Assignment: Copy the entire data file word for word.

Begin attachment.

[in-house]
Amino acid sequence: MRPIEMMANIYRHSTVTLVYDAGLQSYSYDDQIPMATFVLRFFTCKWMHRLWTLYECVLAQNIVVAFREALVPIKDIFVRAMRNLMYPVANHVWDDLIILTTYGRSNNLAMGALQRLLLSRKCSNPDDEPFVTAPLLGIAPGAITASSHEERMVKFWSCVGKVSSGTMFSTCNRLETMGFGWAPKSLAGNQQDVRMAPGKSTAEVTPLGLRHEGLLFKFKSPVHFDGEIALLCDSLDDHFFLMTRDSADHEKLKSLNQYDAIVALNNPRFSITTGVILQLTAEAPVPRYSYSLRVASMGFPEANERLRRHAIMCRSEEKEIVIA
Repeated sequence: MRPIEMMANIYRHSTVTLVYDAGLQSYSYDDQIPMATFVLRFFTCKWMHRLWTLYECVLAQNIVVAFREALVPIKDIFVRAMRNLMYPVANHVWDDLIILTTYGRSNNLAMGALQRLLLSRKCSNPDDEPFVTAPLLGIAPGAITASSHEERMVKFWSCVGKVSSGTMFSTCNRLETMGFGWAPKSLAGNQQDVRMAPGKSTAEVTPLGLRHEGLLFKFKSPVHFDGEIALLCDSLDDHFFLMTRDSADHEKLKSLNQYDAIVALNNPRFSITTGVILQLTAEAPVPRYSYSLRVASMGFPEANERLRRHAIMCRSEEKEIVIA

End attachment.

[in-house]
Amino acid sequence: MRPIEMMANIYRHSTVTLVYDAGLQSYSYDDQIPMATFVLRFFTCKWMHRLWTLYECVLAQNIVVAFREALVPIKDIFVRAMRNLMYPVANHVWDDLIILTTYGRSNNLAMGALQRLLLSRKCSNPDDEPFVTAPLLGIAPGAITASSHEERMVKFWSCVGKVSSGTMFSTCNRLETMGFGWAPKSLAGNQQDVRMAPGKSTAEVTPLGLRHEGLLFKFKSPVHFDGEIALLCDSLDDHFFLMTRDSADHEKLKSLNQYDAIVALNNPRFSITTGVILQLTAEAPVPRYSYSLRVASMGFPEANERLRRHAIMCRSEEKEIVIA
Repeated sequence: MRPIEMMANIYRHSTVTLVYDAGLQSYSYDDQIPMATFVLRFFTCKWMHRLWTLYECVLAQNIVVAFREALVPIKDIFVRAMRNLMYPVANHVWDDLIILTTYGRSNNLAMGALQRLLLSRKCSNPDDEPFVTAPLLGIAPGAITASSHEERMVKFWSCVGKVSSGTMFSTCNRLETMGFGWAPKSLAGNQQDVRMAPGKSTAEVTPLGLRHEGLLFKFKSPVHFDGEIALLCDSLDDHFFLMTRDSADHEKLKSLNQYDAIVALNNPRFSITTGVILQLTAEAPVPRYSYSLRVASMGFPEANERLRRHAIMCRSEEKEIVIA